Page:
I know the power that addiction had over a person. From both personal experience and watching my close friends hurt themselves. And it’s easy to feign shock about someone making a tragic mistake like this, but in reality, anyone with a pulse knows what this is like.

We know what it’s like to do the very thing we hope we don’t do. Or not do the very thing that we want to do. And while some of us may not make the same mistakes that Mr. Hamilton has, I don’t think any of us want our worst struggles publicized.

One of the more famous stories that Jesus tells is the one about a Father with two sons. One goes away after shaming his Father, his family, and himself. The prodigal son runs away, he wanted to be free only to find out that he had always been his captor.

So the prodigal son comes home, the Father throws a party, and the older brother pouts.

But Jesus never says “The End” on that story does he? The story doesn’t resolve. There’s no fade to black. Instead, like most great stories, it is open-ended. It gives us a lens for how to view a reality that just keeps going.

So what if that prodigal son makes the same mistake again? What if he goes off again, drags his dad through the mud again? What if he abuses that same grace again? I think the story just starts over.

This is not to say that what God offers us is cheap grace, but the truth is that many times when we hear about stories like Mr. Hamilton’s our immediate reaction is much more like the older brother’s than the generous Father.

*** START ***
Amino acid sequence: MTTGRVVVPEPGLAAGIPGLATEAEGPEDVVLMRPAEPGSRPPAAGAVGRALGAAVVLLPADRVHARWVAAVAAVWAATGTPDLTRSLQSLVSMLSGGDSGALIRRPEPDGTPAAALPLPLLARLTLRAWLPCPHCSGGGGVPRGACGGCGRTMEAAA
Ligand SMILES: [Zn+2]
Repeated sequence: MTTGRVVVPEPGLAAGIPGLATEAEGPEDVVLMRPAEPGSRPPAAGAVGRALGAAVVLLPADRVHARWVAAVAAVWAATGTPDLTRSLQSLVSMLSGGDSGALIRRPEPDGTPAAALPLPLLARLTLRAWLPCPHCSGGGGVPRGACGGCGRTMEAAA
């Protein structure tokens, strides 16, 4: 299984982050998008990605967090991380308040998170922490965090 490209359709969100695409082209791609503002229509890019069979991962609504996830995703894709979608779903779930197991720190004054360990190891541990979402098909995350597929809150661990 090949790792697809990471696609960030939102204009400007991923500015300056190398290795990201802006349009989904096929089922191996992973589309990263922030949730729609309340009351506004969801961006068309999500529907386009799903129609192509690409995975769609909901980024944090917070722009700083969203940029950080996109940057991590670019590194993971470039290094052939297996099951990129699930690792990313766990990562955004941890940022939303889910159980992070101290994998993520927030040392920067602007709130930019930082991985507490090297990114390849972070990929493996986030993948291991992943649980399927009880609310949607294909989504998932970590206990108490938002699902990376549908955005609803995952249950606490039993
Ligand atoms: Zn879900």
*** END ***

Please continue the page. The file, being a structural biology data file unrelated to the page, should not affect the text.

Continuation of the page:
Maybe that’s why Jesus doesn’t tie the story up in a neat little bow. Maybe He knows that life doesn’t always end with the credits rolling at just the right time, and that none of our biographies tend to resolve the way we wish they would.

Because the Prodigal story happens every day. And there are followers of Jesus who consistently fall in the categories of each of the three characters Jesus tells us about.

Which brings me back to Josh Hamilton. This story is breaking, and I’m sure more details are yet to unfold. But as soon as he heard about the pictures he called a press conference and fully confessed to everything.

Which is not what MLB baseball players normally do.

The day after it happened back in January he told his wife, his team manager, and the MLB organization. And now, when the proverbial crap hits the fan, he already has a group of people standing behind him.

Donald Miller once said that when we make mistakes, God steps back and says, “Okay, let’s start there.” Because following Jesus is a process. Because life is open-ended. And because Egypt always looks better in hind-sight, maybe Josh Hamilton still is a good role-model.

But whether you want your kids to look up to him or not, beware of being the older brother.